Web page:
Marcus Meyer, a historian who is helping to convert the bunker into a museum, says: "It exudes a fascination, the size of it automatically fills one with an awe one can't suppress.

"It shows how Nazi Germany's military-industrial complex remained intact and powerful even after the turning point of the war marked by the defeat at Stalingrad. This was one of the world's most modern construction sites at the time and the technological innovation shown here was incredible.
"But it doesn't tell the story of the human suffering that went into building it. Conveying to visitors the human price that was paid is a huge challenge."

Several labour camps were built around the site. Concentration camp inmates, prisoners of war, French resistance fighters and press-ganged civilian workers from occupied nations toiled here.

They were forced to work in 12-hour shifts doing back-breaking labour such as hauling 50-kilogram sacks of cement and iron girders under the watchful eyes of SS guards. Workers who flagged were beaten or even executed.

As the eyewitnesses fade away, the need to keep the legacy of the Nazi era alive as the nation's darkest chapter is even more important, historians say.

Over the past 15 years, a number of prominent Nazi sites, such as Hitler's Berghof mountain retreat in Bavaria and major concentration camps, have been given to modern museums to cater to the vast majority of Germans who weren't alive during the war, or were too young to remember it.

The approach taken now is radically different from the period right up to the 1980s, when the principal purpose of these sites was to remind Germans, even young ones, of their national guilt. The distance of time is now so great that the desire to instil that sense of collective responsibility in children has waned.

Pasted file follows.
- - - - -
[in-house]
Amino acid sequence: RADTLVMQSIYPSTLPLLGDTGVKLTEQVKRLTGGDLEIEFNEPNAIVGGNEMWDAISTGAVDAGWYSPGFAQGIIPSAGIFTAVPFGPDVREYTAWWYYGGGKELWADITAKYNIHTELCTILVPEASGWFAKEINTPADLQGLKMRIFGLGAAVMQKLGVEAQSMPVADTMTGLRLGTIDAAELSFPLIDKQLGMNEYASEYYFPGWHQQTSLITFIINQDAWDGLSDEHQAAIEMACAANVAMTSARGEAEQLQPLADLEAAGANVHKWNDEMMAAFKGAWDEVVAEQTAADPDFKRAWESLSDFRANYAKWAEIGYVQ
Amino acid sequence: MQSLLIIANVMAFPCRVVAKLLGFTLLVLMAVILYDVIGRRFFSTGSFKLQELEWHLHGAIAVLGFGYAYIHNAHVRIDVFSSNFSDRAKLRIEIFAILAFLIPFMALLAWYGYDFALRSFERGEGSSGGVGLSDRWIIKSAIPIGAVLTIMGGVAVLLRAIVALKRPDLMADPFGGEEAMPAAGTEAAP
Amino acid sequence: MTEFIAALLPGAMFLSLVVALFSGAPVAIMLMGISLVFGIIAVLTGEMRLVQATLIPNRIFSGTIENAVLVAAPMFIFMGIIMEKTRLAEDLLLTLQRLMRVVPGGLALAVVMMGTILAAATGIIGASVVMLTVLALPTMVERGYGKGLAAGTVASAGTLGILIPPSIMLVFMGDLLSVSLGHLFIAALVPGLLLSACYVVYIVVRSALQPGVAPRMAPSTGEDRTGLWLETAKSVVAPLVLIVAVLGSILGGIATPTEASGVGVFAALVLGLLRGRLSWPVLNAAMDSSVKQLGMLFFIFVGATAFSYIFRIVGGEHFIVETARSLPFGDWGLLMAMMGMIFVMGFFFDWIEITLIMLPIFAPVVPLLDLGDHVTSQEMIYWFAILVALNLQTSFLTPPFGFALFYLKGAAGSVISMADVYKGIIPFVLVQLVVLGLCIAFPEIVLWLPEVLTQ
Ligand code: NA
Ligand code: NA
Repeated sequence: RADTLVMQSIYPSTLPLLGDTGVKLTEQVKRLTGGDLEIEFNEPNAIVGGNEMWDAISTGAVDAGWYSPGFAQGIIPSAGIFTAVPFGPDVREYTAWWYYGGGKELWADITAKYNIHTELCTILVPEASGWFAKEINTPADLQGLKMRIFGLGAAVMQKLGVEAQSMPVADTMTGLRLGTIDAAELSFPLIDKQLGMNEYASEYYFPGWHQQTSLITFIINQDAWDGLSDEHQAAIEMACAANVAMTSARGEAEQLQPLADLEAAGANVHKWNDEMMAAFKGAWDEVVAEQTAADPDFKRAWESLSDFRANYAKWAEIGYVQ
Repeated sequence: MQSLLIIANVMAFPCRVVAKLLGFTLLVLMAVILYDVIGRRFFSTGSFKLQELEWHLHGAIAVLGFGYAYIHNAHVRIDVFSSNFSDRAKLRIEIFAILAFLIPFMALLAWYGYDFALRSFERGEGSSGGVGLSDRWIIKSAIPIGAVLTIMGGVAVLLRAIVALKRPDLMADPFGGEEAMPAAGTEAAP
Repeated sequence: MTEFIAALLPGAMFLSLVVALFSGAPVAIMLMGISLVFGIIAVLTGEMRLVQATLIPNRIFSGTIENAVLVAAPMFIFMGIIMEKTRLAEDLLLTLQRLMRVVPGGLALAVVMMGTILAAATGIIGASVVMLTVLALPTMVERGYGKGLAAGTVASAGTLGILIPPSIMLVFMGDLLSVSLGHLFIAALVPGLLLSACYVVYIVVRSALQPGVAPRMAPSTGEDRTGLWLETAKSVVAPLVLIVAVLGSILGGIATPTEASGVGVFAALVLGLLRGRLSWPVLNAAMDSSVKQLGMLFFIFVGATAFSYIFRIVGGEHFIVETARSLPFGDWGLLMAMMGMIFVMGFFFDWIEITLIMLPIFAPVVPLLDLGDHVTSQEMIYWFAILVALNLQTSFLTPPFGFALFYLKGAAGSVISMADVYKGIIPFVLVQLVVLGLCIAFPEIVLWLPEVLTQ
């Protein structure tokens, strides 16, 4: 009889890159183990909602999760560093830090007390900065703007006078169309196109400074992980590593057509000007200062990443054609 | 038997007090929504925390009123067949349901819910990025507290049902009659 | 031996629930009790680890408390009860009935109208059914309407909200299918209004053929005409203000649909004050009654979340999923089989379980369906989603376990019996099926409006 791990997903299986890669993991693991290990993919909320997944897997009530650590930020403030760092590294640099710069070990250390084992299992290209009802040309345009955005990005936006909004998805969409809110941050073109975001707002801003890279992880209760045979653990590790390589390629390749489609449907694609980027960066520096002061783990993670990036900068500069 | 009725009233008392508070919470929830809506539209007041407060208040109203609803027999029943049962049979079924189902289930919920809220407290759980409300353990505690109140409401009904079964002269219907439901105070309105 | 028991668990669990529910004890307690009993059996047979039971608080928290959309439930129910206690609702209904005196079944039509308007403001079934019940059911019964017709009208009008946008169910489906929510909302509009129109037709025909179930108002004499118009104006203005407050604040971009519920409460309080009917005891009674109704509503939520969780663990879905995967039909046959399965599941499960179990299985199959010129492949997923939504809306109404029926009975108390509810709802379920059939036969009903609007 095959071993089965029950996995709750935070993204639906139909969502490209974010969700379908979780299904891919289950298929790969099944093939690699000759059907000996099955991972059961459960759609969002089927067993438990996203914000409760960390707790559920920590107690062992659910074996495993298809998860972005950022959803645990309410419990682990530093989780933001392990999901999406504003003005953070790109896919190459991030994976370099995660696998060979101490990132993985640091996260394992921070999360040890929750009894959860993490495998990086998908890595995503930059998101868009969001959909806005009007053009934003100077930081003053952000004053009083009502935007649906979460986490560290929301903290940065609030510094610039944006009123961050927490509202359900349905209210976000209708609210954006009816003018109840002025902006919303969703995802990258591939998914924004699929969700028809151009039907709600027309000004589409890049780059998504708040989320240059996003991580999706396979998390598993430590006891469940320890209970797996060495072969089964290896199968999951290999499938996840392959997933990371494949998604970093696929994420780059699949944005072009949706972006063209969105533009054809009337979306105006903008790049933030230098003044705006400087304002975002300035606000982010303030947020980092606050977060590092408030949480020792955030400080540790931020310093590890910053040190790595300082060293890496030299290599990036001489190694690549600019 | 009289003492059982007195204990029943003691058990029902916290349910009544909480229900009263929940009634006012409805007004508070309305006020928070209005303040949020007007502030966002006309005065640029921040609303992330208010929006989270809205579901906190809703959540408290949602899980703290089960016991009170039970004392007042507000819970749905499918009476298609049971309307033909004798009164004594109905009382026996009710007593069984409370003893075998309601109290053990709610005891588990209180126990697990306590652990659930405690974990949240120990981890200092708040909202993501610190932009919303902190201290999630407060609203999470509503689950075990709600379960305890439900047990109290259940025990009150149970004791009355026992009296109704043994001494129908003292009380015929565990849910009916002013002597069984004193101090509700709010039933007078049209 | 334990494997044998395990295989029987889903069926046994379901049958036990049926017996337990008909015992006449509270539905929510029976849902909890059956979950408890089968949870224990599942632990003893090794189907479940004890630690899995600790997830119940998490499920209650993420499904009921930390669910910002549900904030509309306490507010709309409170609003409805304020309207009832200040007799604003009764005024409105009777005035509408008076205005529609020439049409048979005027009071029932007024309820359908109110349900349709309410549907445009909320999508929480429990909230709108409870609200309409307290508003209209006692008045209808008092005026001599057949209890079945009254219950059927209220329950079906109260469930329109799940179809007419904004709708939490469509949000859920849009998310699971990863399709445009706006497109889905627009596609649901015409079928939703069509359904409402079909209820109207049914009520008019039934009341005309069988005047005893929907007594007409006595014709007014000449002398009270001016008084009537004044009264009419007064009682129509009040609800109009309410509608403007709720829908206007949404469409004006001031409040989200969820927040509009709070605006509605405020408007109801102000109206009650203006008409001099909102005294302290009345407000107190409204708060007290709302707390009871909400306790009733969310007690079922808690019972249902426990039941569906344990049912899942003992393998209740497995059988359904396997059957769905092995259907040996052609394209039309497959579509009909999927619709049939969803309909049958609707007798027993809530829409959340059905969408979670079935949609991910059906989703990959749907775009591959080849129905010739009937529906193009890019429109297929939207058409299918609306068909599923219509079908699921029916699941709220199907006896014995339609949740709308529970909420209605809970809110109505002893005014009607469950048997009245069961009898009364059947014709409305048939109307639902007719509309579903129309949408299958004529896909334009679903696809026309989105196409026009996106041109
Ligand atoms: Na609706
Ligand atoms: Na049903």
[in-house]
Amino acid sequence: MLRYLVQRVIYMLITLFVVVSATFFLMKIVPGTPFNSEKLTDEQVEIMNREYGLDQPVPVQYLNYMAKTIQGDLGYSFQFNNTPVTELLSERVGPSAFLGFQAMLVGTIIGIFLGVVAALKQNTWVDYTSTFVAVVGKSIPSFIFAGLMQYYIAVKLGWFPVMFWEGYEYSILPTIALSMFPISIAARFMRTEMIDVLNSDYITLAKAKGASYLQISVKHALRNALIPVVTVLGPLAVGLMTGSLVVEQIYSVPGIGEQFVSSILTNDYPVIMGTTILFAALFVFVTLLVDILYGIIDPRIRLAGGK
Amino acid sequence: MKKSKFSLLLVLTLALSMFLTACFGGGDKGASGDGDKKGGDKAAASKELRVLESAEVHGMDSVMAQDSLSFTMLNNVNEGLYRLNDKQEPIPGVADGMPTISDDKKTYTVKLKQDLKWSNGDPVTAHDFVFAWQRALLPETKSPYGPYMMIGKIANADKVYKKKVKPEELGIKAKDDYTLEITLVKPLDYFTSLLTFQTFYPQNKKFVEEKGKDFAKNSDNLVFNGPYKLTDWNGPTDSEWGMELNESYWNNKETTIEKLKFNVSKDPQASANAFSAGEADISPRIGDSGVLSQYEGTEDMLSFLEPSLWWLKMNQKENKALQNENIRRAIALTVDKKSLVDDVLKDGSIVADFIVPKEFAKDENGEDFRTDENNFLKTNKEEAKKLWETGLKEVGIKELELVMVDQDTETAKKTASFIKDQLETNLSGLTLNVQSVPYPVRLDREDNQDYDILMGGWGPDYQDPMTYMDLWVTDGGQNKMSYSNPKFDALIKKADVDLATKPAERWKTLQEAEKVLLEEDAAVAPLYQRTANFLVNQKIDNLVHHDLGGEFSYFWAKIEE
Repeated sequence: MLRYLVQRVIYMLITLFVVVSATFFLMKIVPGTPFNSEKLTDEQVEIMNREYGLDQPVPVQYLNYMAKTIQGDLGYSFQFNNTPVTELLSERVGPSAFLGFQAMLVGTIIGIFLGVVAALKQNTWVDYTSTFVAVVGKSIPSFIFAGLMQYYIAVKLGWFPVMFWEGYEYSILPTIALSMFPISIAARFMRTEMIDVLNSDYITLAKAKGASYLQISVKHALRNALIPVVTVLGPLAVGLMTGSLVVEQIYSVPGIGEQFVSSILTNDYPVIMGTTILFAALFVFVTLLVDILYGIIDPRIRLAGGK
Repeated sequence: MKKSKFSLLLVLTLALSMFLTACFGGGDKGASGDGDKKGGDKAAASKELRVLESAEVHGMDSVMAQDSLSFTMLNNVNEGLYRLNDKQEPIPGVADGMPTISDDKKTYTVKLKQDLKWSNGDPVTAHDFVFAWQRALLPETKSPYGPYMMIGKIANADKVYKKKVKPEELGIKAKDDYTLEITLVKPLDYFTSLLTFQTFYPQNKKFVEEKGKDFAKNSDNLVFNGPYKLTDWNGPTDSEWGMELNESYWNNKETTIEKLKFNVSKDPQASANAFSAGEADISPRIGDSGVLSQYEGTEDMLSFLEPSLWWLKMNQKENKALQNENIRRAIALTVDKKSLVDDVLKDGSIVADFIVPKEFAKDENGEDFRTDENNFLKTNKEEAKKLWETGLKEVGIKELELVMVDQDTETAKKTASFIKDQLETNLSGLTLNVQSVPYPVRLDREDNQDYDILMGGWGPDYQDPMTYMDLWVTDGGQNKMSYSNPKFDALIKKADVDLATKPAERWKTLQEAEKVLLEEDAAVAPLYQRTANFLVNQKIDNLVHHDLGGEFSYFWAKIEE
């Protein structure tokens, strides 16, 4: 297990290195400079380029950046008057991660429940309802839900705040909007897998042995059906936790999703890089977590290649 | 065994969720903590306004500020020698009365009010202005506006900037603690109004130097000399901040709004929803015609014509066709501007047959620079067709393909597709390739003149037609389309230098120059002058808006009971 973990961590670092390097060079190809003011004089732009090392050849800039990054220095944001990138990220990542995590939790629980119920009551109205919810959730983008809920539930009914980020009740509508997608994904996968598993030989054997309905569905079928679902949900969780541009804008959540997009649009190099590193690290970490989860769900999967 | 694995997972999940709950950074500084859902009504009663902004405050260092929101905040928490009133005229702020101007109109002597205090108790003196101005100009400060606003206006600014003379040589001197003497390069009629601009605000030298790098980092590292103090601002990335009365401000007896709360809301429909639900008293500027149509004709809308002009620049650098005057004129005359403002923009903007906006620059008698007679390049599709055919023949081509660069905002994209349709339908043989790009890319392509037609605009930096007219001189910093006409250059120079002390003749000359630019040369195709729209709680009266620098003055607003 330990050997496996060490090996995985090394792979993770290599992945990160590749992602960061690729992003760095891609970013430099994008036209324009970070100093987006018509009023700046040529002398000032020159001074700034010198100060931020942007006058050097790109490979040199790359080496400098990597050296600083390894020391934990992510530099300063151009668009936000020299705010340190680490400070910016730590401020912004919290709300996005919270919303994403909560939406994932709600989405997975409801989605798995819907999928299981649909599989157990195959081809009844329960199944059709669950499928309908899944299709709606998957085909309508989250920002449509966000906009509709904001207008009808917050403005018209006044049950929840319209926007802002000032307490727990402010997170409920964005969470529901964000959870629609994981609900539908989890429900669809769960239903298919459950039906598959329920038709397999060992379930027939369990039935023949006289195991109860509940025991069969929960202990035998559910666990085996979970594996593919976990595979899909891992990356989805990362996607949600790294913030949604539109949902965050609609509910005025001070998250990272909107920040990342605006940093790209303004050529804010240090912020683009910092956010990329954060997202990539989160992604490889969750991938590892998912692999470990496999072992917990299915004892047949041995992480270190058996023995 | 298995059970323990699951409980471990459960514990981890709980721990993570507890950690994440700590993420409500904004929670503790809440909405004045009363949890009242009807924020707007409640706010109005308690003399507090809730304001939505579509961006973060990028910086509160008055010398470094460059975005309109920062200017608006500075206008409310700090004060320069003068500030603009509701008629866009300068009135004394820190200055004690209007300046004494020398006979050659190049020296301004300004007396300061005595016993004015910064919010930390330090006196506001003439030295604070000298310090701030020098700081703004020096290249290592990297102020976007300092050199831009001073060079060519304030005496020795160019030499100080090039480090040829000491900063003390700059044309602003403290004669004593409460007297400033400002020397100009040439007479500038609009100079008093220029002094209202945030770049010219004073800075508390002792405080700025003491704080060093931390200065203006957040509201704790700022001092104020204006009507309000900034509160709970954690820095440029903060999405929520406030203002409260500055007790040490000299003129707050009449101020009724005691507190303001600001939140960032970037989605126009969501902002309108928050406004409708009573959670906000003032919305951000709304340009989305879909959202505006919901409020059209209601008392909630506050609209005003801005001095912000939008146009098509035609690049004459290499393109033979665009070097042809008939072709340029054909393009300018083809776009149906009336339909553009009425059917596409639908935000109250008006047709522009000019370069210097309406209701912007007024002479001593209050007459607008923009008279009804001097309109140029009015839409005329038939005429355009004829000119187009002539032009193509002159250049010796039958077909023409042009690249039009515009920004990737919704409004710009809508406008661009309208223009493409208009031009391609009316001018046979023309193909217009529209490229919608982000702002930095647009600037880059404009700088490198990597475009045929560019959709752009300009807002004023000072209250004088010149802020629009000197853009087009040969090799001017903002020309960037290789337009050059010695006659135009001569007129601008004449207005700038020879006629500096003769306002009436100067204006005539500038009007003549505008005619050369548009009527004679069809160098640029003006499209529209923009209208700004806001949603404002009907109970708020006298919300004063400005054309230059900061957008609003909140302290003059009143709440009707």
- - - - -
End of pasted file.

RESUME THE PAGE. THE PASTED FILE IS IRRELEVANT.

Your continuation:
"The culture of remembrance that seeks to trigger moral outrage, where you are told to be appalled, backfires nowadays because it doesn't work on the young generations," said Mr Meyer.

"Our aim isn't to shock people or stir their emotions, because that often just makes people turn away. The decisive thing is to accept that younger visitors have a distance to history, and just to let them ask questions."

The bunker, the construction of which started in 1943, is not just monumental evidence of a crime against humanity. It also demonstrates the gargantuan self-delusion of the Nazi regime.

The place made no strategic sense. The U-boat assembly lines might have been protected, but the supply of parts would have remained vulnerable to Allied bombardment, as would the finished submarines on their trip down river to the sea.

Although German cities maintained strict blackouts, the construction of Valentin continued at night in a blaze of floodlights, oblivious to the threat from Allied planes. The Allies were allowing the project to go ahead because it was binding scarce resources.

Then, on March 27, 1945, when it was nearing completion, the Royal Air Force rendered it obsolete with a single raid by attacking it with 10-ton "Grand Slam" bombs, tearing two holes in the roof.
Yet the blind, desperate faith in miracle weapons, rammed home by Nazi propaganda, was so great that construction continued until April 6, 1945, just weeks before the end of the war.

Not a single submarine was ever built there.